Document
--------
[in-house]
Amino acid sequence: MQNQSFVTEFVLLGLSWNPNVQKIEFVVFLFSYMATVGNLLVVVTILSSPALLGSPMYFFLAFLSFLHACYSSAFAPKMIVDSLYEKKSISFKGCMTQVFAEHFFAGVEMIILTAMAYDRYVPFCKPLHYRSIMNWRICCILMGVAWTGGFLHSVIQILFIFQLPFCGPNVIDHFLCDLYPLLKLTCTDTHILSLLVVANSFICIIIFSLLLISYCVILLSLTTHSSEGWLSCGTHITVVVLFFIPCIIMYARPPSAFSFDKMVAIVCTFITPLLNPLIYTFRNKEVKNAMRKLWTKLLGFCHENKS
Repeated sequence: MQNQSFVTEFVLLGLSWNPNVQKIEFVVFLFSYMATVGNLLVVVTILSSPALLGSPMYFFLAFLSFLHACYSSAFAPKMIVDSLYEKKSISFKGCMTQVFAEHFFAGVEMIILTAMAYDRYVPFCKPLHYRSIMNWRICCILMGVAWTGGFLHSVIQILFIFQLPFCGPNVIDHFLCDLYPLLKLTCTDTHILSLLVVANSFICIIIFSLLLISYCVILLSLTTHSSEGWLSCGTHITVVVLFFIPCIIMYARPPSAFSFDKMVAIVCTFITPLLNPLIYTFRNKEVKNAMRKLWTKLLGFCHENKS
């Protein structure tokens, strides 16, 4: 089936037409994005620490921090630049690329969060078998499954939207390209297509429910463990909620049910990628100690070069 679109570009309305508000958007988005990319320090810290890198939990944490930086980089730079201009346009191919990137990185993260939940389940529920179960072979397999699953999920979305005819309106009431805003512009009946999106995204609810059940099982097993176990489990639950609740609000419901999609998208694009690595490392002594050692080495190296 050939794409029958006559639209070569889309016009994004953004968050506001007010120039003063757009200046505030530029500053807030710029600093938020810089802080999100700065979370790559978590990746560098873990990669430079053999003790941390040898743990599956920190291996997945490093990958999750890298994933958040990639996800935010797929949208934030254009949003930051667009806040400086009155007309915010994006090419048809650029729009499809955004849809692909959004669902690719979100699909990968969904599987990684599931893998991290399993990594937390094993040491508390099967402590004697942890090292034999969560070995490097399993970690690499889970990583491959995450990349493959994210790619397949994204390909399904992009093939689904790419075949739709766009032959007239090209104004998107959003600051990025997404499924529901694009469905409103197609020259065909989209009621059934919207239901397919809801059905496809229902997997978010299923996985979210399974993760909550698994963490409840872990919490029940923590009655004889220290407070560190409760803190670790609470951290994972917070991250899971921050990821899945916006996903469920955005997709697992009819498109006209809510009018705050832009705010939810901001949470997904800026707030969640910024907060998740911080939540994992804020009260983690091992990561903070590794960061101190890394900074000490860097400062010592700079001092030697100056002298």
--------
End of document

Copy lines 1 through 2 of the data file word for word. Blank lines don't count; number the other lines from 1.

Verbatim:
[in-house]
Amino acid sequence: MQNQSFVTEFVLLGLSWNPNVQKIEFVVFLFSYMATVGNLLVVVTILSSPALLGSPMYFFLAFLSFLHACYSSAFAPKMIVDSLYEKKSISFKGCMTQVFAEHFFAGVEMIILTAMAYDRYVPFCKPLHYRSIMNWRICCILMGVAWTGGFLHSVIQILFIFQLPFCGPNVIDHFLCDLYPLLKLTCTDTHILSLLVVANSFICIIIFSLLLISYCVILLSLTTHSSEGWLSCGTHITVVVLFFIPCIIMYARPPSAFSFDKMVAIVCTFITPLLNPLIYTFRNKEVKNAMRKLWTKLLGFCHENKS